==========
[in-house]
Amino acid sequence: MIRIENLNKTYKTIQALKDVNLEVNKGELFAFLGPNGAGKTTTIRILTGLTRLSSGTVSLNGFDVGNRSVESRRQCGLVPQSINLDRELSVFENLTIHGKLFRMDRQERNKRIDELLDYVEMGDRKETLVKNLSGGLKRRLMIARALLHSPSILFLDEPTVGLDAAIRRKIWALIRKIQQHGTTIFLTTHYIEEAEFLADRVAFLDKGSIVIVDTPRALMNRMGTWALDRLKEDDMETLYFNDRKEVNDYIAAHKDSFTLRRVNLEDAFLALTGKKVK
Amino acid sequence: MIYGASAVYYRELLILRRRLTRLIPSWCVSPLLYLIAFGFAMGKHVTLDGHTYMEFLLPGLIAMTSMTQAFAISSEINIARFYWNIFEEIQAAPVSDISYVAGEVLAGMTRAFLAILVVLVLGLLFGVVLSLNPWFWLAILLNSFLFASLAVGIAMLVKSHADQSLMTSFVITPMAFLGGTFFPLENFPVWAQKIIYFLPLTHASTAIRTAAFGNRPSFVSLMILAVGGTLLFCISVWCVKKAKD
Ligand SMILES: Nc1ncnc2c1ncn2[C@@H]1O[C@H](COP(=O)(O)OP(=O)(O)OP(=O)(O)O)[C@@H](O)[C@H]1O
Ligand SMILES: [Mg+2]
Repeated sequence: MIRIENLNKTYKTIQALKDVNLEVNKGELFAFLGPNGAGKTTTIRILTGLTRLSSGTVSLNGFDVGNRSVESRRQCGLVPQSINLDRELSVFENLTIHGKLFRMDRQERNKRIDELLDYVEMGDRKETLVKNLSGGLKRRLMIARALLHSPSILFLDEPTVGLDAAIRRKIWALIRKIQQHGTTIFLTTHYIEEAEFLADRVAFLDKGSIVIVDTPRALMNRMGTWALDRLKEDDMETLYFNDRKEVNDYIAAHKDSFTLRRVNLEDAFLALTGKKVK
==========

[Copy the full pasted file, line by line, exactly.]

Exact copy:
[in-house]
Amino acid sequence: MIRIENLNKTYKTIQALKDVNLEVNKGELFAFLGPNGAGKTTTIRILTGLTRLSSGTVSLNGFDVGNRSVESRRQCGLVPQSINLDRELSVFENLTIHGKLFRMDRQERNKRIDELLDYVEMGDRKETLVKNLSGGLKRRLMIARALLHSPSILFLDEPTVGLDAAIRRKIWALIRKIQQHGTTIFLTTHYIEEAEFLADRVAFLDKGSIVIVDTPRALMNRMGTWALDRLKEDDMETLYFNDRKEVNDYIAAHKDSFTLRRVNLEDAFLALTGKKVK
Amino acid sequence: MIYGASAVYYRELLILRRRLTRLIPSWCVSPLLYLIAFGFAMGKHVTLDGHTYMEFLLPGLIAMTSMTQAFAISSEINIARFYWNIFEEIQAAPVSDISYVAGEVLAGMTRAFLAILVVLVLGLLFGVVLSLNPWFWLAILLNSFLFASLAVGIAMLVKSHADQSLMTSFVITPMAFLGGTFFPLENFPVWAQKIIYFLPLTHASTAIRTAAFGNRPSFVSLMILAVGGTLLFCISVWCVKKAKD
Ligand SMILES: Nc1ncnc2c1ncn2[C@@H]1O[C@H](COP(=O)(O)OP(=O)(O)OP(=O)(O)O)[C@@H](O)[C@H]1O
Ligand SMILES: [Mg+2]
Repeated sequence: MIRIENLNKTYKTIQALKDVNLEVNKGELFAFLGPNGAGKTTTIRILTGLTRLSSGTVSLNGFDVGNRSVESRRQCGLVPQSINLDRELSVFENLTIHGKLFRMDRQERNKRIDELLDYVEMGDRKETLVKNLSGGLKRRLMIARALLHSPSILFLDEPTVGLDAAIRRKIWALIRKIQQHGTTIFLTTHYIEEAEFLADRVAFLDKGSIVIVDTPRALMNRMGTWALDRLKEDDMETLYFNDRKEVNDYIAAHKDSFTLRRVNLEDAFLALTGKKVK